California is home to the largest cannabis market in the United States, yet the growing side of the industry remains non-compliant. The problem is not only with the enormous illicit trade, but also with the state’s “provisional” licensing program, which lawmakers created as a stopgap measure to give growers time to transition to permanent annual licenses.
As of March 4, 2021, a staggering 83 percent of marijuana business licenses in California were provisional permits; only 17 percent were annual licenses.
The permanent annual license application process is far more stringent than the provisional license, requiring prospective licensees to submit to background checks; provide surety bonds, detailed waste-management plans, security and pesticide protocols; and comply with State Water Resources Control Board, California Department of Fish and Wildlife (CDFW), and Department of Pesticide Regulation requirements. In addition, licensees must comply with all county and local regulations, including land-use ordinances. Depending on a farm’s location and cultivation practices, growers also may be required to obtain road-development permits, water-diversion permits, wastewater discharge permits, and CDFW lake and streambed alteration agreements, as well as demonstrate compliance with the stringent California Environmental Quality Act (CEQA).
Clearly, complying with the requirements can be challenging and costly. The CEQA regulations, in particular, can create large burdens on growers.
All the provisional licenses expire this year. In an attempt to remedy that situation, Senator Anna Calallero introduced California State Senate Bill 59, which offers to extend provisional licenses for growers who do not comply with CEQA if the applicant demonstrates “evidence compliance is underway.” Most significantly, the bill extends the deadline for compliance all the way out to 2028, essentially giving growers a total of ten years to comply with the environmental regulations.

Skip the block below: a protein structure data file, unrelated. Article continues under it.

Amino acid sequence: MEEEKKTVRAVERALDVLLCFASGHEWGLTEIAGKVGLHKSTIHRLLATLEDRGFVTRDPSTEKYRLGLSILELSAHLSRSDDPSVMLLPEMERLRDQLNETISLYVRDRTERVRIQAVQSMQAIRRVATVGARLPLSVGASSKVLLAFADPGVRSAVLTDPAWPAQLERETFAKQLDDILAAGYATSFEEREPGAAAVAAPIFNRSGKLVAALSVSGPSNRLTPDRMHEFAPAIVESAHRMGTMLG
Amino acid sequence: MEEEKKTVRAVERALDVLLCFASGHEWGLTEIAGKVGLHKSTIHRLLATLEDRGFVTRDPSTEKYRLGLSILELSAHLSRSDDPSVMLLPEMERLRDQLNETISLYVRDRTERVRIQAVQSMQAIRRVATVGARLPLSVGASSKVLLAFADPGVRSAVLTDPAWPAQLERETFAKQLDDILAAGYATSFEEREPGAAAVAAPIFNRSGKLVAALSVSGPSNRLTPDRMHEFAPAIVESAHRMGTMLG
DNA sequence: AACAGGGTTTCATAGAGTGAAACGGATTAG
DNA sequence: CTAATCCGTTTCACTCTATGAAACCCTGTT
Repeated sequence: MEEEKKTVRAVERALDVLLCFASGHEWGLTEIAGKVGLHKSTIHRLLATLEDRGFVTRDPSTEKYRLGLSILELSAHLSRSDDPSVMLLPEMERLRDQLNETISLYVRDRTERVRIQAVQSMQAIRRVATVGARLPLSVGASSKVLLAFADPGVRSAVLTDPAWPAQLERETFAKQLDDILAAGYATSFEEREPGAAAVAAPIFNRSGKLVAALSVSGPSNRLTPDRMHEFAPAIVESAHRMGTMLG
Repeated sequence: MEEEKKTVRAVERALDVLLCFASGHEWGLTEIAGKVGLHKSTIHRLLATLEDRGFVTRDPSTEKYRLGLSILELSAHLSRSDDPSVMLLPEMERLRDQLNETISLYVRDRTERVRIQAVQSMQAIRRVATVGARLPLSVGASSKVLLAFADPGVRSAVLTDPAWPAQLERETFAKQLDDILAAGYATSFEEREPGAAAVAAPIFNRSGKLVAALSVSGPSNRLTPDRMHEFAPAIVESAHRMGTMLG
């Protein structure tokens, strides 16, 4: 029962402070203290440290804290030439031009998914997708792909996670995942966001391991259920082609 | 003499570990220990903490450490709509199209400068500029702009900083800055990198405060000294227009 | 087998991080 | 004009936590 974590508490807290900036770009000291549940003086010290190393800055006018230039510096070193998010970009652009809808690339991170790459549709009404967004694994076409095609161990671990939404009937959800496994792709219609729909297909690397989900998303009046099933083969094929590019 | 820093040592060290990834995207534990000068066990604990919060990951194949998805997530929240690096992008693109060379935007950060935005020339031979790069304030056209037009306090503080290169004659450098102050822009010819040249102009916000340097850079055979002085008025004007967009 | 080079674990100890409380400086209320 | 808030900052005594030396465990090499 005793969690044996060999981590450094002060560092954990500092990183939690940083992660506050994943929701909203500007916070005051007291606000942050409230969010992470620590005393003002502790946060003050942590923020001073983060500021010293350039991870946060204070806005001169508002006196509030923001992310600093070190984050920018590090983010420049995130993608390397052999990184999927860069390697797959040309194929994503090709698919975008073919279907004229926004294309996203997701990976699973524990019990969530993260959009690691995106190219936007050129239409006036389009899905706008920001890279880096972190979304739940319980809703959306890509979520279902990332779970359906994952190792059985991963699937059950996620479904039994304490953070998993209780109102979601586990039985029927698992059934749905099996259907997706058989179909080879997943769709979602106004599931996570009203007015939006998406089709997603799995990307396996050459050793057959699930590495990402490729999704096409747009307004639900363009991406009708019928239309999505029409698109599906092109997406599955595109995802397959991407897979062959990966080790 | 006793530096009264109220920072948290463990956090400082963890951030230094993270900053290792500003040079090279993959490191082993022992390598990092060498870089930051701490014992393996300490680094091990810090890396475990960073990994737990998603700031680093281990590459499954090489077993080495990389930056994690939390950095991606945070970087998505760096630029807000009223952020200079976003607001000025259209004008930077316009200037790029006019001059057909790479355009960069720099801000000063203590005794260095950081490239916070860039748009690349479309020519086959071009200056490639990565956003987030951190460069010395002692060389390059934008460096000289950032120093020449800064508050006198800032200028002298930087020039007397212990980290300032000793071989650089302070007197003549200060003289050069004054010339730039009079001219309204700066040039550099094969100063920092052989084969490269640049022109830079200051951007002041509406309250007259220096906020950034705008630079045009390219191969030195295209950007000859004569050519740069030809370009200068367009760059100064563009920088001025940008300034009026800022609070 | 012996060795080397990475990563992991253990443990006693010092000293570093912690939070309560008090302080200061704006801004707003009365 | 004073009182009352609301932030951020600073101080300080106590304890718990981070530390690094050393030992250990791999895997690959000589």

Why is this important?
Permanent license holders say extending the CEQA-compliance deadline for provisional license holders is patently unfair to those who invested significant resources to create complaint operations. But even more importantly, the bill enables potentially serious consequences for the environment by allowing provisional cannabis farms to delay compliance with laws intended to protect waterways, soil, and air.
Environmental groups objected the last time provisional licenses were extended and are expected to oppose SB 59 because they do not want the proposed delays to develop, eventually, into an outright exemption.
The environmental impact in California is worse than in other states. Cannabis production in the state causes significant and problematic issues, according to a research report published in peer-reviewed journal BioScience.“Marijuana production in California is centered in sensitive watersheds with high biodiversity,” the report stated. “The combination of limited water resources, a water-hungry crop, and cultivation in sensitive ecosystems means marijuana cultivation can have environmental impacts that are disproportionately large given the area under production.”
Not surprisingly, there is heated debate about this issue. Amy Jenkins, lead lobbyist for the California Cannabis Industry Association, said the group is in favor SB 59 despite that environmentalists have “considerable concerns” most of the marijuana industry has not complied with environmental protection laws.
Cannabis growers have failed to implement environmentally safe production methods for decades, according to a lengthy report about environmental sustainability published by the National Cannabis Industry Association. “Whether this was the result of a lack of education, efforts for concealment, or a lack of access to mainstream agricultural and waste-management resources,” the environmental damage has been significant, the report states. The report urges government officials to “create workable standards with supporting resources to set the cannabis industry apart as a leader in environmental sustainability.”
Unfortunately, that’s a pretty far cry from today’s reality.
Although there are profound arguments on both sides of the issue, SB 59 is a poorly written piece of legislation that simply kicks the can down the road for another six years, potentially leading to untold environmental damage for decades to come.
We can and must do better.
Randall Huft is president and creative director at Innovation Agency, an advertising, branding, and public relations firm specializing in the cannabis industry. While working with blue-chip companies including AT&T, United Airlines, IBM, Walgreens, American Express, Toyota, and Disney, he discovered what works, what doesn’t, and how to gain market share.